Example. Sam is single, not in the out-of-favor specified service trade or business group (doctors, lawyers, consultants, etc.), operates a sole proprietorship that generates $400,000 of proprietorship net income, and has taxable income of $370,000. In this condition, Sam’s 20 percent Section 199A tax deduction is zero.

Here’s how the S corporation helps Sam. The S corporation pays Sam a reasonable salary, let’s say that’s $100,000. With this salary, Sam pockets

  1. $10,871 on his self-employment taxes, and
  2. $17,500 on his new-found 20 percent deduction under new tax code Section 199A.

Is this something you and I should talk about? If so, please contact me to set up a time to talk.

The new Section 199A Phaseouts - what it may mean to your small business

If your pass-through business is an in-favor business and it qualifies for tax reform’s new 20 percent tax deduction on qualified business income, you benefit at all times, including being above, below, or in the expanded wage and property phase-in range.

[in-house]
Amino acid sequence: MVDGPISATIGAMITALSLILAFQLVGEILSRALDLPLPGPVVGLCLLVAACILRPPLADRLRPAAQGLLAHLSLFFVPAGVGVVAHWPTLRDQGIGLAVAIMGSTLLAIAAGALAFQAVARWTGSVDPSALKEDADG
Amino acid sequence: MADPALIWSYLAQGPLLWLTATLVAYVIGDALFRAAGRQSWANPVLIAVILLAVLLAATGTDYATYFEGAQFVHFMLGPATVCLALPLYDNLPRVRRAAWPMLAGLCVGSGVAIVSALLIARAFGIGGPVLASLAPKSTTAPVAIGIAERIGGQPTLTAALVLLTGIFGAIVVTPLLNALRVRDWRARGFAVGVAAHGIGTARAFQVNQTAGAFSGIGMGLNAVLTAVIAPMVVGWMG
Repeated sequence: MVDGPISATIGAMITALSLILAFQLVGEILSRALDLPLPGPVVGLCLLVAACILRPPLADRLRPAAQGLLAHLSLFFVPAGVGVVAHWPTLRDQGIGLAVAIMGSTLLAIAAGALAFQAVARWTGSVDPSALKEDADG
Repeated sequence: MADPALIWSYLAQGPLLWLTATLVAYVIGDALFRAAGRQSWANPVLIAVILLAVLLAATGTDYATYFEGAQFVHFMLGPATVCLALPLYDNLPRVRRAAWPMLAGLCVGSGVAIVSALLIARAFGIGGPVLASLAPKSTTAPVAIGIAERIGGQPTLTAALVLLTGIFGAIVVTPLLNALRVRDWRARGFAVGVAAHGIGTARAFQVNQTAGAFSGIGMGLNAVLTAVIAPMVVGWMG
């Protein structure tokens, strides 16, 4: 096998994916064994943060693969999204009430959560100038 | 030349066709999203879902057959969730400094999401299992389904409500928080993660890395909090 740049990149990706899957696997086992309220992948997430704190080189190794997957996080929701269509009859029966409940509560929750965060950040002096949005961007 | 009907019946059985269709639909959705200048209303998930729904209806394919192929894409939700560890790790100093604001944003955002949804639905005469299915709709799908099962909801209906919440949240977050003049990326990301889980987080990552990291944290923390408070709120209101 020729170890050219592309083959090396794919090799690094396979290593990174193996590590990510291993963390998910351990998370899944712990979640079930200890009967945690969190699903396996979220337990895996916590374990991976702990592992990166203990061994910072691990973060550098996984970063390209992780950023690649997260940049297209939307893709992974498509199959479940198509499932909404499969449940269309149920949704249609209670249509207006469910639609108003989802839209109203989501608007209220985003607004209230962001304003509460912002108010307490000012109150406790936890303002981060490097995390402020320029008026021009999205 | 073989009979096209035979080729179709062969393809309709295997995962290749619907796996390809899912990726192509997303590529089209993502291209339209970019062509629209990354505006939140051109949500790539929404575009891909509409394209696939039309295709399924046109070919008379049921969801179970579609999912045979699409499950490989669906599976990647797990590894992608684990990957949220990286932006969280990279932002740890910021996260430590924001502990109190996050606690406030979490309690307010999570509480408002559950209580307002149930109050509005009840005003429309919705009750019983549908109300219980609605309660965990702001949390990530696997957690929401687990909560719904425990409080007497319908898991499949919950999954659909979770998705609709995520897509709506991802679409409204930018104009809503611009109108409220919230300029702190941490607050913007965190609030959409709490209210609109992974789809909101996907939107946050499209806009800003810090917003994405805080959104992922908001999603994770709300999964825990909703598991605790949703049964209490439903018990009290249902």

On the other hand, if your business is a specified service trade or business (doctors, lawyers, accountants, actors, athletes, traders, etc.), it is in the out-of-favor group and you benefit only when you are in or below the phaseout range.

New tax code Section 199A creates a totally uncomplicated 20 percent tax deduction for you on your qualified business income if you operate a proprietorship, partnership, or S corporation and you

  • are married and file a joint tax return with less than $315,000 in taxable income, or
  • are single and file your tax return with less than $157,500 of taxable income.

Example. You operate a proprietorship, file as a single taxpayer with $135,000 of taxable income, and have qualified business income of $120,000. Your new 20 percent tax deduction is $24,000 ($120,000 x 20 percent).

Once your taxable income exceeds the threshold amounts above, you arrive in one of the four possible categories below:

  1. Phase-in range for a non-specified service trade or business
  2. Phaseout range for a specified service trade or business
  3. Above the phase-in range for an in-favor non-specified service trade or business
  4. Above the phaseout range for an out-of-favor specified service trade or business

If your taxable income is going to be above the threshold amounts that trigger the phase-in or phaseout issues, you and I should spend some time on your tax planning. Please contact me to discuss.